The Weird Workplace

|Canadian HR Reporter|Last Updated: 10/03/2016

Sour – and very stinky – grapes
FRENCH LICK, IND. — An Indiana man who police say mailed dead skunks and a raccoon to a man chosen over him as school basketball coach has been arrested on stalking, animal cruelty and other charges, according to Reuters. Travis Tarrants, 40, was also accused of spray painting the victim’s car with messages such as “You will die” in a bid to get him to resign as a coach and fourth grade teacher at the school. The caper started in June when the post office received packages that smelled like skunks and had blood coming from them, said police. In addition to the mailed carcasses, Tarrants also accused the man of child molestation. He called child protective services and claimed his rival was having sex with a 15-year-old boy.

The lack-of-judgment award goes to…
SAN ANTONIO — On Sept. 11, most Americans pause to reflect and remember the victims of the terrorist attacks that killed more than 3,000 people. But employees at a store in Texas decided the 15th anniversary was a chance for something else — to sell some mattresses. Employees at Miracle Mattress posted a video on Facebook featuring three staffers standing in front of two stacks of mattresses to promote a “Twin Tower Sale,” according to the Toronto Sun. “What better way to remember 9-11 than with a Twin Tower sale,” said a woman. She then knocks two men into the stacks, which fall over, and she screams: “Oh my God.” She follows it up with a sombre “We will never forget.” The chain apologized and said the employees would be held liable for “this serious lapse of decency.”’ The San Antonio store was later closed “indefinitely.”  

There’s no place like prison
KANSAS CITY, Kan. — The next time you see an employee burning the midnight oil at the office, it might not be dedication to the job that’s driving him: He just might really, really not want to go home. A Kansas man wanted to avoid seeing his wife so much, he actually robbed a bank in order to be put behind bars, according to Reuters. Lawrence John Ripple, 70, told his wife “he’d rather be in jail than at home” after they had a fight. Ripple walked into the bank, handed a note to the teller. She gave him $3,000. Instead of fleeing, Ripple grabbed a seat in the lobby and told a security guard he did it. He was taken into custody.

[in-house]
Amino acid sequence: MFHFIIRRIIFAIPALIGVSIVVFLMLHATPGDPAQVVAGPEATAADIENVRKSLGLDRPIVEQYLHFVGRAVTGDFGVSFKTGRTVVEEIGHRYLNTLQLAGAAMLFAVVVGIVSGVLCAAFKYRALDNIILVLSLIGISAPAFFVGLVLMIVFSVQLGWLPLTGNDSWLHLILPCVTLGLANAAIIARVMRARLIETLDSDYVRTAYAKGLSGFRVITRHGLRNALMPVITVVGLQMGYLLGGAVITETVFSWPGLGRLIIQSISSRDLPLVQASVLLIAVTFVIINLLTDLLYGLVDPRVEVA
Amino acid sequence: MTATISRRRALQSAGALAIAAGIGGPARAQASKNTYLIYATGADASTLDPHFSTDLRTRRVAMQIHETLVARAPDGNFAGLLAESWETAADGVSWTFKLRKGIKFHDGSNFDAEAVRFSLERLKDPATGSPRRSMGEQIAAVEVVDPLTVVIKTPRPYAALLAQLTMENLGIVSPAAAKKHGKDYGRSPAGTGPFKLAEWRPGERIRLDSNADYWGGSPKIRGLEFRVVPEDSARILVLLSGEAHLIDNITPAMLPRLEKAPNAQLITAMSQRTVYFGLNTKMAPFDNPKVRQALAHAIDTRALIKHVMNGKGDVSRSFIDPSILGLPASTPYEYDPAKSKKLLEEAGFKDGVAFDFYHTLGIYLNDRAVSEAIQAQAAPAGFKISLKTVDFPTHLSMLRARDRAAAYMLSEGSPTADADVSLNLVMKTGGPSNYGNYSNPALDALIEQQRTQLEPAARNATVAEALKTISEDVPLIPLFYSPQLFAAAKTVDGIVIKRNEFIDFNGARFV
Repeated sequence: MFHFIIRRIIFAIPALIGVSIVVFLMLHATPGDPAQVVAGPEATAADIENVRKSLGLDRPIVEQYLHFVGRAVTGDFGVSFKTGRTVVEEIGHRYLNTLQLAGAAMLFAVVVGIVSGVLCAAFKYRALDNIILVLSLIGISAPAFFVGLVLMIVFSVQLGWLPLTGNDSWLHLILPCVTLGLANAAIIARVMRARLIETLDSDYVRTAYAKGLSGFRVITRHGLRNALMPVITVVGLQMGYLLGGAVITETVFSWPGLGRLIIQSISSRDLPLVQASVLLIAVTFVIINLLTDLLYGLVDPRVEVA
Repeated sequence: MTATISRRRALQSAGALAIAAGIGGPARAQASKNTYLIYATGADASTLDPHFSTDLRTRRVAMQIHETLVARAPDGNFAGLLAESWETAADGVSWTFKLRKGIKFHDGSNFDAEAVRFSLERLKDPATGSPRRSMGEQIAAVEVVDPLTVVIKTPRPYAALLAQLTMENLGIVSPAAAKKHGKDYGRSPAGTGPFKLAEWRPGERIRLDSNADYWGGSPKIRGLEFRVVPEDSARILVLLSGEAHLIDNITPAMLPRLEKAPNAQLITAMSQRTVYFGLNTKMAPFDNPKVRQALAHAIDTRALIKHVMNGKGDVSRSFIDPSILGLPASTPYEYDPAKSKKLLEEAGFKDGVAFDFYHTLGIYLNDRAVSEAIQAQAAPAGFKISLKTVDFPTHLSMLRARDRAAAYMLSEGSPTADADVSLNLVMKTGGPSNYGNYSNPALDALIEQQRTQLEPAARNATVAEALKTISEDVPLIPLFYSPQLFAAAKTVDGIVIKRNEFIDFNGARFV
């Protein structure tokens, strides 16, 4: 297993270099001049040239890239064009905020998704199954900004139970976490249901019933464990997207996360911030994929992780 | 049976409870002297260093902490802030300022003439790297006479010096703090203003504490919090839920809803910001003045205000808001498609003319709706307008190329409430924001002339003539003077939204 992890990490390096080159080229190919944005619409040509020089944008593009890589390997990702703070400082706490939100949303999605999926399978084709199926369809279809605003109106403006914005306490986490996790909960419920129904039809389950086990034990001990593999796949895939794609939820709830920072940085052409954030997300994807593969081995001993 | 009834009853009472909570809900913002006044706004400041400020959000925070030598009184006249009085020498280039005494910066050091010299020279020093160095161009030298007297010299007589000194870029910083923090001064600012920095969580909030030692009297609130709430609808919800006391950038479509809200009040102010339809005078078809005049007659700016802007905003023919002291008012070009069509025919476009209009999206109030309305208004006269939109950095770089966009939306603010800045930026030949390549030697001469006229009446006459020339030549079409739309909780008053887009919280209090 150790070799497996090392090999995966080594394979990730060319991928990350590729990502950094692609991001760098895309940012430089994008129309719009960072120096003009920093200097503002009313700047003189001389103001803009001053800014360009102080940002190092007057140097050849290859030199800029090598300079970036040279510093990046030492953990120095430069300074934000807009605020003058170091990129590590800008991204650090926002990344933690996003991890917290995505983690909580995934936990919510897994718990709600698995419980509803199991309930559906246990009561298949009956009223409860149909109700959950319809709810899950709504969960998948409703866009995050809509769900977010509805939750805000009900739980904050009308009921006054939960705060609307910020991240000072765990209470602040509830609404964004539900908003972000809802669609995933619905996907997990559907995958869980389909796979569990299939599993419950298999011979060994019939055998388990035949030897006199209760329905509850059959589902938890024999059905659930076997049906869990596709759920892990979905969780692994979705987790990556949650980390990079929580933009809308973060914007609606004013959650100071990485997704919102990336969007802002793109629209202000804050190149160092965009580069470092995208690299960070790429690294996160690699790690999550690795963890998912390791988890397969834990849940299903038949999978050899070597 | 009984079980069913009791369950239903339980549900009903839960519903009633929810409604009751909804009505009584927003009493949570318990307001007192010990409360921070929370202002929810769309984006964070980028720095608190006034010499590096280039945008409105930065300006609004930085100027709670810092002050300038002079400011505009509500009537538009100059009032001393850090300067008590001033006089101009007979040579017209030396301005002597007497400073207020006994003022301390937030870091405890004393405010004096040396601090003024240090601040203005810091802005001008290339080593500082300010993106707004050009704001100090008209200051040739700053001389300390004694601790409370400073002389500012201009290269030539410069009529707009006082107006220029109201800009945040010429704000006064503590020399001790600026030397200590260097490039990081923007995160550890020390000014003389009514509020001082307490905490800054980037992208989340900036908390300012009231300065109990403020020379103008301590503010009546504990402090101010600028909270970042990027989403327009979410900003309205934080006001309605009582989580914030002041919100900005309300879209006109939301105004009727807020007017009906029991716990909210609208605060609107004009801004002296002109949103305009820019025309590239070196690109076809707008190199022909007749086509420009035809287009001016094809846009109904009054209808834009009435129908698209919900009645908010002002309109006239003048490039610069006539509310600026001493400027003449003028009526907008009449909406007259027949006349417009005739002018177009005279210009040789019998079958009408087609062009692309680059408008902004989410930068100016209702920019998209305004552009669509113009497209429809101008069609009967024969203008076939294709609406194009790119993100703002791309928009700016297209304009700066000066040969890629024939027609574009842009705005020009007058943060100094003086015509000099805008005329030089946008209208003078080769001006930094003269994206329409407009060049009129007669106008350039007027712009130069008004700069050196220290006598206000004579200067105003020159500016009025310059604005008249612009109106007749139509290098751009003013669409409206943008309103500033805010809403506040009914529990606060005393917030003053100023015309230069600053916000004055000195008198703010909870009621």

A growth industry?
BEIJING — Here’s a job title we’re guessing you don’t have in your files: Mistress dispeller. New businesses to combat extramarital affairs are booming in China, with women hiring agencies to put an end to affairs by their cheating husbands. The dispellers (a team often consisting of psychotherapists, counsellors and lawyers) give advice to women on how to save their marriages, and then induce the mistress to disappear. “For a fee that can start in the tens of thousands of dollars, they will subtly infiltrate the mistress’s life, winning her friendship and trust in an attempt to break up the affair,” said a story in the New York Times

Falling standards
TALLAHASSEE, FLA. — A high school student who didn’t make her cheerleading squad threatened to sue if she wasn’t put on the team, according to USA Today. During a tryout, the teen apparently fell twice and was ranked too low to qualify. But coaches and some of the cheerleaders at Leon High School said they would likely quit before letting the selection process be bypassed — something that has happened in the past. The school district has overruled cheerleading judges in the past. “They shouldn’t put an athlete on the team that doesn’t deserve to be on the team,” said Caylen Berry, head cheerleading coach. “A decision like this would question my integrity as a professional. It also questions the entire legitimacy of tryouts and cheerleading as a sport.”

Add Comment

  • *
  • *
  • *
  • *